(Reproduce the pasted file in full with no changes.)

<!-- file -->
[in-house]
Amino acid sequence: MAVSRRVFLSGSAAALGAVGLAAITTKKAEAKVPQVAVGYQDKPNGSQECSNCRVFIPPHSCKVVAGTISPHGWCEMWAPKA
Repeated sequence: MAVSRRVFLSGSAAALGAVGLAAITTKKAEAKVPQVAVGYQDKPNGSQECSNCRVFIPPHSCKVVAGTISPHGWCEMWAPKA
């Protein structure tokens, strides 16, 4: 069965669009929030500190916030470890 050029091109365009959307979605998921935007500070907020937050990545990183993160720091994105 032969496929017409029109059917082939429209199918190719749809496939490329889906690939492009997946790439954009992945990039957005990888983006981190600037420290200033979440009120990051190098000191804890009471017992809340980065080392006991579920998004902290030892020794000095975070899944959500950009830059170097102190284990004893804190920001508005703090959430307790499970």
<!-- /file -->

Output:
[in-house]
Amino acid sequence: MAVSRRVFLSGSAAALGAVGLAAITTKKAEAKVPQVAVGYQDKPNGSQECSNCRVFIPPHSCKVVAGTISPHGWCEMWAPKA
Repeated sequence: MAVSRRVFLSGSAAALGAVGLAAITTKKAEAKVPQVAVGYQDKPNGSQECSNCRVFIPPHSCKVVAGTISPHGWCEMWAPKA
């Protein structure tokens, strides 16, 4: 069965669009929030500190916030470890 050029091109365009959307979605998921935007500070907020937050990545990183993160720091994105 032969496929017409029109059917082939429209199918190719749809496939490329889906690939492009997946790439954009992945990039957005990888983006981190600037420290200033979440009120990051190098000191804890009471017992809340980065080392006991579920998004902290030892020794000095975070899944959500950009830059170097102190284990004893804190920001508005703090959430307790499970």